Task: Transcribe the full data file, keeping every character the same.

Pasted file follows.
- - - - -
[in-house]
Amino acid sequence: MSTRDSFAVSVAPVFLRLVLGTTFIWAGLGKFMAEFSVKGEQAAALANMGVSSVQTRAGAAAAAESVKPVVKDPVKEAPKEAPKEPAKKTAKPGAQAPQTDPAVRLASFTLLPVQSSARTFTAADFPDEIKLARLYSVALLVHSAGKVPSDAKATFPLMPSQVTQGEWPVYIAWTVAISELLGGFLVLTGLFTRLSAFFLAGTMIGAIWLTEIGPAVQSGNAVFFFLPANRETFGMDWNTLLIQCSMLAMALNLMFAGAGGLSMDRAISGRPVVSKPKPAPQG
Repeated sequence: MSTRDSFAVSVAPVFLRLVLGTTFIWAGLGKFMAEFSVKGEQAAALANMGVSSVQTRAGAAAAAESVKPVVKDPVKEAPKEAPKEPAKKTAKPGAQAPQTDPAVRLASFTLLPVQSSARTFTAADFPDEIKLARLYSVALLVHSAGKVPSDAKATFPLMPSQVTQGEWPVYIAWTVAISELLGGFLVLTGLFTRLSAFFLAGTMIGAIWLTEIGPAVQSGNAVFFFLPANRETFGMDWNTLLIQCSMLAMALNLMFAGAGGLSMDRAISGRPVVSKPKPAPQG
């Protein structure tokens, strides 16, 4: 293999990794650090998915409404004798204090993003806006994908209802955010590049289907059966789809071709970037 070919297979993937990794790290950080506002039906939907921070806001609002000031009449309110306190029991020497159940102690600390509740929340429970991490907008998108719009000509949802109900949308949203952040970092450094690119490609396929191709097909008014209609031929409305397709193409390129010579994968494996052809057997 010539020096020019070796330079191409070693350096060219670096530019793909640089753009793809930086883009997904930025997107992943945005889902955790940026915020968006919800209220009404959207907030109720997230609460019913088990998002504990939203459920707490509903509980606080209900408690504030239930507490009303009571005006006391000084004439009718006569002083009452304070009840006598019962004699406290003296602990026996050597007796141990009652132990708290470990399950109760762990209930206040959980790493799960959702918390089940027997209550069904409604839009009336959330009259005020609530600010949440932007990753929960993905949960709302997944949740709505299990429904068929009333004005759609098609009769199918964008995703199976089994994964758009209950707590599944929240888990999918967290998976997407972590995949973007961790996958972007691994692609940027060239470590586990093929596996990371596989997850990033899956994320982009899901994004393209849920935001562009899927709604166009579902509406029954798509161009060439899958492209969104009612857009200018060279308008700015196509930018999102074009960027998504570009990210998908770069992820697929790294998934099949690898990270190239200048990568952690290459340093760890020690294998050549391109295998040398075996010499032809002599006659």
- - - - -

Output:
[in-house]
Amino acid sequence: MSTRDSFAVSVAPVFLRLVLGTTFIWAGLGKFMAEFSVKGEQAAALANMGVSSVQTRAGAAAAAESVKPVVKDPVKEAPKEAPKEPAKKTAKPGAQAPQTDPAVRLASFTLLPVQSSARTFTAADFPDEIKLARLYSVALLVHSAGKVPSDAKATFPLMPSQVTQGEWPVYIAWTVAISELLGGFLVLTGLFTRLSAFFLAGTMIGAIWLTEIGPAVQSGNAVFFFLPANRETFGMDWNTLLIQCSMLAMALNLMFAGAGGLSMDRAISGRPVVSKPKPAPQG
Repeated sequence: MSTRDSFAVSVAPVFLRLVLGTTFIWAGLGKFMAEFSVKGEQAAALANMGVSSVQTRAGAAAAAESVKPVVKDPVKEAPKEAPKEPAKKTAKPGAQAPQTDPAVRLASFTLLPVQSSARTFTAADFPDEIKLARLYSVALLVHSAGKVPSDAKATFPLMPSQVTQGEWPVYIAWTVAISELLGGFLVLTGLFTRLSAFFLAGTMIGAIWLTEIGPAVQSGNAVFFFLPANRETFGMDWNTLLIQCSMLAMALNLMFAGAGGLSMDRAISGRPVVSKPKPAPQG
């Protein structure tokens, strides 16, 4: 293999990794650090998915409404004798204090993003806006994908209802955010590049289907059966789809071709970037 070919297979993937990794790290950080506002039906939907921070806001609002000031009449309110306190029991020497159940102690600390509740929340429970991490907008998108719009000509949802109900949308949203952040970092450094690119490609396929191709097909008014209609031929409305397709193409390129010579994968494996052809057997 010539020096020019070796330079191409070693350096060219670096530019793909640089753009793809930086883009997904930025997107992943945005889902955790940026915020968006919800209220009404959207907030109720997230609460019913088990998002504990939203459920707490509903509980606080209900408690504030239930507490009303009571005006006391000084004439009718006569002083009452304070009840006598019962004699406290003296602990026996050597007796141990009652132990708290470990399950109760762990209930206040959980790493799960959702918390089940027997209550069904409604839009009336959330009259005020609530600010949440932007990753929960993905949960709302997944949740709505299990429904068929009333004005759609098609009769199918964008995703199976089994994964758009209950707590599944929240888990999918967290998976997407972590995949973007961790996958972007691994692609940027060239470590586990093929596996990371596989997850990033899956994320982009899901994004393209849920935001562009899927709604166009579902509406029954798509161009060439899958492209969104009612857009200018060279308008700015196509930018999102074009960027998504570009990210998908770069992820697929790294998934099949690898990270190239200048990568952690290459340093760890020690294998050549391109295998040398075996010499032809002599006659």